IRA Beneficiary

Guiding your future Always

Estate planning through inherited IRAs

Planning ahead for estate tax can save a significant amount of tax. Strategies for transferring assets, reducing asset values or making charitable gifts can all be employed with great effect if they are started soon enough.

For individuals who do not need their retirement funded by an IRA, it can be used as an estate planning tool to benefit beneficiaries on a tax-advantaged basis. This is accomplished by structuring the IRA to stretch out the benefits to younger generations that are significantly younger than the account owner.

Spouse as beneficiary

Choosing your spouse as a beneficiary is a good idea for estate planning if there is a substantial age difference between you and your spouse. When your spouse is named beneficiary, he or she can elect to treat the IRA as his/her own or can choose to be treated as a beneficiary.


A spouse treated as owner, is called rollover. A surviving spouse will essentially roll the IRA funds over into his or her own IRA or can designate themselves as the owner of the inherited account. This will allow the funds to continue to grow tax-deferred until your spouse chooses to begin withdrawing the funds or is required to make the minimum required distributions (RMDs) when they turn age 70 ½.

Spouse treated as non-spouse beneficiary

If the spouse does not do the above, the spouse will be treated as a beneficiary. The sole spouse beneficiary will take the RMD over their life expectancy, but must begin the distribution no later than December 31 of the year the deceased spouse would have reached age 70 ½. Therefore, unlike when the spouse is treated as owner, the distributions would begin when the deceased spouse would have reached 70 ½ not when the surviving spouse reaches 70 ½. This provision makes this option a less attractive estate planning tool.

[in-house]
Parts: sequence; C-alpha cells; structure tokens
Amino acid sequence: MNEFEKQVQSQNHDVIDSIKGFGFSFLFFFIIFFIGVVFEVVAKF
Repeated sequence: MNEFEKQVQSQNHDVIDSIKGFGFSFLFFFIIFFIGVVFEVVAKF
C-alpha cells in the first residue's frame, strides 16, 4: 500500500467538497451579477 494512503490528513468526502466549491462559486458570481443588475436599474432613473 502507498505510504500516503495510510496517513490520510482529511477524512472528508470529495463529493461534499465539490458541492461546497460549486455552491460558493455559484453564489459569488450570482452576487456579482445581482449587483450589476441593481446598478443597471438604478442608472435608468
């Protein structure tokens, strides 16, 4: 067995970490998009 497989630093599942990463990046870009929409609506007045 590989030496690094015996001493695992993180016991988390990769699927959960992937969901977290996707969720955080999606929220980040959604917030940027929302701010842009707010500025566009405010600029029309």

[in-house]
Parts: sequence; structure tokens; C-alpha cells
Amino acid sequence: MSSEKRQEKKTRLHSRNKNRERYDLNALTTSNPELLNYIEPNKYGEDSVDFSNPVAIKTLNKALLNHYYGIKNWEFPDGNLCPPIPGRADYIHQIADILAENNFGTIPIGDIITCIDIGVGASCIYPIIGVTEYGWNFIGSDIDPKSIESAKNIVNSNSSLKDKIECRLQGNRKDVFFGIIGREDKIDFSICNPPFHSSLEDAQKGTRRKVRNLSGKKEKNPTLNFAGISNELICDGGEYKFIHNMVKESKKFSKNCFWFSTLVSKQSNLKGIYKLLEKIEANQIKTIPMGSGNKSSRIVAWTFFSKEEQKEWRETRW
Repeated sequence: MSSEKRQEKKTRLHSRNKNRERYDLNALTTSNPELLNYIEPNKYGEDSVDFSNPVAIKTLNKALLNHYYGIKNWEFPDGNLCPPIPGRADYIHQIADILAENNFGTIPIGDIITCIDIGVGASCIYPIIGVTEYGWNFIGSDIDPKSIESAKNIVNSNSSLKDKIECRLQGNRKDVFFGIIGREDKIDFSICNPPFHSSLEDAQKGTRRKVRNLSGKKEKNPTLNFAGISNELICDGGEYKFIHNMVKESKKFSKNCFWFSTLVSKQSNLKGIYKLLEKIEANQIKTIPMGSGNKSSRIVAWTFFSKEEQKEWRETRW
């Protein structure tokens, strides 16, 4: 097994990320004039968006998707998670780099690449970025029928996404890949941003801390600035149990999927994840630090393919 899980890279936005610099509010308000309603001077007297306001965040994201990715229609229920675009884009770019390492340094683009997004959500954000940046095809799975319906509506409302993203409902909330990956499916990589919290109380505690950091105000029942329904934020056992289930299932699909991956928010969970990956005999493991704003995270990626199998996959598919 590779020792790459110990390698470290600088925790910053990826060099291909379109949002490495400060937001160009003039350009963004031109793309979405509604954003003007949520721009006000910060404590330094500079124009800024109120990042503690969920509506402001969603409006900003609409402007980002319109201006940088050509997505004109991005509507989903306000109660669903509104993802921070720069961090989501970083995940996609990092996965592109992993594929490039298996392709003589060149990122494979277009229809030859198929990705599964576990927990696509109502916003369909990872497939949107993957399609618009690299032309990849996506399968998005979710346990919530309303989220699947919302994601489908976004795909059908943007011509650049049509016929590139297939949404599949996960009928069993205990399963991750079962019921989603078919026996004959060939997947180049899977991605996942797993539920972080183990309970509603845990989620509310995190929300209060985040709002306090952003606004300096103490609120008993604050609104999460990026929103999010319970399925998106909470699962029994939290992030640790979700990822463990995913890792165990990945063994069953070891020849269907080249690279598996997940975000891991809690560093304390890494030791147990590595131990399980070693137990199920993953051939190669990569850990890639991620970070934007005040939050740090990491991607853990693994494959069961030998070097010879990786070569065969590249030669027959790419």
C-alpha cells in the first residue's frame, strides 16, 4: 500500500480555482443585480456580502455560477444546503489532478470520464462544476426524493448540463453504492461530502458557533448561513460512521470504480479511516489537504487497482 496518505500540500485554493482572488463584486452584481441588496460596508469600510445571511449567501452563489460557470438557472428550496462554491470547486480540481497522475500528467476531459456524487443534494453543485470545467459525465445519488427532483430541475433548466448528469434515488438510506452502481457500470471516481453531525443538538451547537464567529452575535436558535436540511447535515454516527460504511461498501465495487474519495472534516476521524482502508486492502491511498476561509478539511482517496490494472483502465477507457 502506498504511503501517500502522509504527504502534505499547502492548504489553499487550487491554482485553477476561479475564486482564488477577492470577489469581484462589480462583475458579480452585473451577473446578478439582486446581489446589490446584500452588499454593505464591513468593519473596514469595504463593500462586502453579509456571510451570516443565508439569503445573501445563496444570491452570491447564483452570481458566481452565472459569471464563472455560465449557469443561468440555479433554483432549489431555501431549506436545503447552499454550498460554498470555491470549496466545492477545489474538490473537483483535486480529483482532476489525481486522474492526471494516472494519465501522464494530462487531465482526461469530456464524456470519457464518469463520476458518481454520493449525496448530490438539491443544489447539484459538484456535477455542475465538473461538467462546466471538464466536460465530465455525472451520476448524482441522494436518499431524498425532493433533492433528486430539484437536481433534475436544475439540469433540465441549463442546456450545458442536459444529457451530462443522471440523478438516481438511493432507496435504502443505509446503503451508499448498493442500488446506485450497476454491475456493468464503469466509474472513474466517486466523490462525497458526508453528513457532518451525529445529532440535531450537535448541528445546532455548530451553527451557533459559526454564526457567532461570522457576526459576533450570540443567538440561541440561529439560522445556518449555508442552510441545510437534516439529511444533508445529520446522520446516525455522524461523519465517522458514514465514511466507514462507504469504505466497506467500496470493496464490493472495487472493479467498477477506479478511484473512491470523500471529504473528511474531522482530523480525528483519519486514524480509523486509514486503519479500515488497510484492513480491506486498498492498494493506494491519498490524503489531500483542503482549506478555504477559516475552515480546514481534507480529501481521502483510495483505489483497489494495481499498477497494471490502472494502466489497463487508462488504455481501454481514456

Non-spouse beneficiaries

If the beneficiary of your IRA is someone other than your spouse, such as a child or grandchild, one of the following options would generally apply:

  • Take a lump-sum distribution of the IRA’s balance

  • Withdraw the funds by the end of the year of the fifth anniversary of your death, if death occurs before beginning to take RMDs

  • Withdraw the funds over your “remaining” life expectancy, calculated under the applicable IRS table as of the year of death. Distributions to beneficiaries must begin by the end of the year following the year of death

  • Hold the funds in an “inherited IRA,” which allows the beneficiary to spread RMDs over his or her own life expectancy. An “inherited IRA” is one that is in the decedent’s name but payable to the named beneficiary. Distributions to beneficiaries must begin by the end of the year following the year of death

  • Non-spouse beneficiaries cannot treat the inherited IRA as their own, which means they cannot roll over any distributions to their own IRA. To maximize the benefits of the tax-deferral, the “inherited IRA” is usually the best option.

Trust as beneficiary

When naming your beneficiaries, there are considerations other than the tax-deferral. When naming a child or grandchild as beneficiary of your IRA, there is nothing to prevent him or her from taking a lump-sum distribution of the IRA and thus erasing any potential deferral benefits. To ensure this does not’t happen, you can name a trust as beneficiary. The trust will need to meet certain requirements, such as distributing the RMDs received from the IRA to trust beneficiaries. The trust’s RMD will be based on the life expectancy of the oldest trust beneficiary.

If you have any questions regarding estate planning through IRAs and would like to speak with one of our trusted advisors, please contact us.